I put quotation marks around the word professional in the title to irritate grammarians everywhere. When a writer uses quotation marks around a single word, it usually means they are quoting a word someone else used.
Nope, that’s not what I’m doing.
Sometimes it implies that the writer doesn’t agree with using the word in this context. That’s not it either.
I’m using quotation marks for emphasis. For some, writing is just a job. For other writers, it’s a profession. It’s how you see yourself and how others see your writing. That’s why I’m writing about the ethics of professional writing.
Some writers are also lawyers. For my people, “professional” might mean dressing smartly in court. Other writers are physicians, which is a profession necessitating advanced degrees or other certifications, framed and hung on office walls or at least in the hallways to an office.
In the writing world, there are two overarching types of writing: professional writing and everything else.
Academic writing is not professional writing. No offense to academics, but the kind of writing done at college often consists of laying down on paper research results to inform the subject of the research.
Professional writing is primarily done to influence or convince someone of something. For example, in the business world, a research report might be presented to state the problem or a solution to a problem. The professional document in a business setting would take the research a step further with project ideas, products, or advances on the subject of the research.
From a writing perspective, the biggest difference between professional writing and all other types of writing is the audience. Academic writing is done for academia: professors, fellow students, researchers, and industry experts such as scientists or historians. Professional writing is targeted to colleagues, business people, managers, and sometimes clients. Both are nonfiction, but in today’s world professional writers write creative nonfiction. When you preface the word nonfiction with the word creative, you get to the heart of literary craft. It’s what novelists, songwriters and poets employ to present nonﬁction—factually accurate prose about real people and events. More simply put: well-told true stories.
From an ethics perspective, the difference between professional writing and all other writing is bracketed by the social, political and end-game use of the work itself—the final document. Is it acceptable to its readers? Do they feel the writing meets their standards, or does the writing look, feel, and reek amateurish? Does it suffer from delusions of adequacy? Does it read like something that George Will or Thomas Friedman might have written? Or is it sophomoric?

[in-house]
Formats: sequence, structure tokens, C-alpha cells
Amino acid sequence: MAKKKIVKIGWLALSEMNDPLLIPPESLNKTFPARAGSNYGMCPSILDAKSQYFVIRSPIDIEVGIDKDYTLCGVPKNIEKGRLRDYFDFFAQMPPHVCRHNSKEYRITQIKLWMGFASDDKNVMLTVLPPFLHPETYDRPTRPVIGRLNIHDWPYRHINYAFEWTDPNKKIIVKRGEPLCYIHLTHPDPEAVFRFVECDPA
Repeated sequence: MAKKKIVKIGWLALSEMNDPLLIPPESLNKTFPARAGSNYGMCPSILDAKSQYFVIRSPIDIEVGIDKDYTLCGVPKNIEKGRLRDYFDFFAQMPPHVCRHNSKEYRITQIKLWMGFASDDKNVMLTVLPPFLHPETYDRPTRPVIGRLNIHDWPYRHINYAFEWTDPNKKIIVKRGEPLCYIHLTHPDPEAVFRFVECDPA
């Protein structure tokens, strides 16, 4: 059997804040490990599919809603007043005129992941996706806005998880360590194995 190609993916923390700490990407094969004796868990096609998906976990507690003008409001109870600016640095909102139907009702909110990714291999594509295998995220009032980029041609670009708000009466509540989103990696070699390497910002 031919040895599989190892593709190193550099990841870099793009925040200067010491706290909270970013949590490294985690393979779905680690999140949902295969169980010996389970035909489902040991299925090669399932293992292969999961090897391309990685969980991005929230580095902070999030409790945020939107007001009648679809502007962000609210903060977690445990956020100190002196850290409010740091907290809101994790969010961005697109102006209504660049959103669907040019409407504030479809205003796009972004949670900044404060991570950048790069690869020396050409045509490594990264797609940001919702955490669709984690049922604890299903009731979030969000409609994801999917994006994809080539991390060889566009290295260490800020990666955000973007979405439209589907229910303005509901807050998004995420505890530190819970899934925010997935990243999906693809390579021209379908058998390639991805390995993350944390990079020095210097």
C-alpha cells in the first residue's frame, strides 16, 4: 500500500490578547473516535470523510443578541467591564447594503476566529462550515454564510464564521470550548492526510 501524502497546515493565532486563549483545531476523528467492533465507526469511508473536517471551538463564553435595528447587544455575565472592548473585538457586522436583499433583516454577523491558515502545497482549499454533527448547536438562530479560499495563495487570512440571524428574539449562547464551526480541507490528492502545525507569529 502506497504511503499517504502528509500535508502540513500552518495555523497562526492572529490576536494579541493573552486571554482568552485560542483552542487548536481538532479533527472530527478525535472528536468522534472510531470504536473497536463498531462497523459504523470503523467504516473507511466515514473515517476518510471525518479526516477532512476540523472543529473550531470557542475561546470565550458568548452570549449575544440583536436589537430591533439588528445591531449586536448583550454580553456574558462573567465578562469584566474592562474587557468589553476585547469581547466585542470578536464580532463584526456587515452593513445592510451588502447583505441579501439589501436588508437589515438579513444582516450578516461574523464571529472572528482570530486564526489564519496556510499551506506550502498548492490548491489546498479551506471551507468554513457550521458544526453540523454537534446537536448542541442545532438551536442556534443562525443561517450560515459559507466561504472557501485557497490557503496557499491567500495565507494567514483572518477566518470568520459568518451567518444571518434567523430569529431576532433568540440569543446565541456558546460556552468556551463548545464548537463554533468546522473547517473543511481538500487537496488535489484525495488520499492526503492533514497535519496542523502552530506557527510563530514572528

Once you try to define “professional writing,” there seems no end to the comparable assessments. Does the piece read as if it came from a prison cell or a mental institution? Does it use contractions, symbols in lieu of words, run-on sentences, and fragments rather than sentences? Does it dangle its modifiers and give you that eerie feeling that punctuation is optional. How about spelling errors; see any of those?
Beyond how it looks and feels to the reader, does it read like a draft or a polished final document? Is the final document consistent with the political boundaries established by its intended reading community? Perhaps most important, does the document do its job? Information pieces must inform. Persuasive work must persuade. Policy recommendations must state policy imperatives and expected outcomes. Financial projections must include the core capital acquisition and expense estimates consistent with the readers’ needs.
Each of those goals, purposes, and methodologies must meet basic ethical norms in context. The context of professional writing is its benefit, harm, consequence and impact. Transparency and accountability are ethical norms as well as political and sociological standards. The challenge underlying any effort to name or list ethical tests for professional writers cannot be underestimated. Even so, the following quote comports with what most professional writers would say if asked. “Perhaps this is a way to think about ethical writing: we can use language to make work that addresses the actuality of things, and the lived experience of many people. The power of narrative and poetic representation is evident in the emotional, visceral, responses people have to works that manage materiality well. Whether it’s laughter or tears or recounting the experience to friends, ‘good’ writing moves us.”
I am an author and a part-time lawyer with a focus on ethics and professional discipline. I teach creative writing and ethics to law students at Arizona State University. Read my bio.
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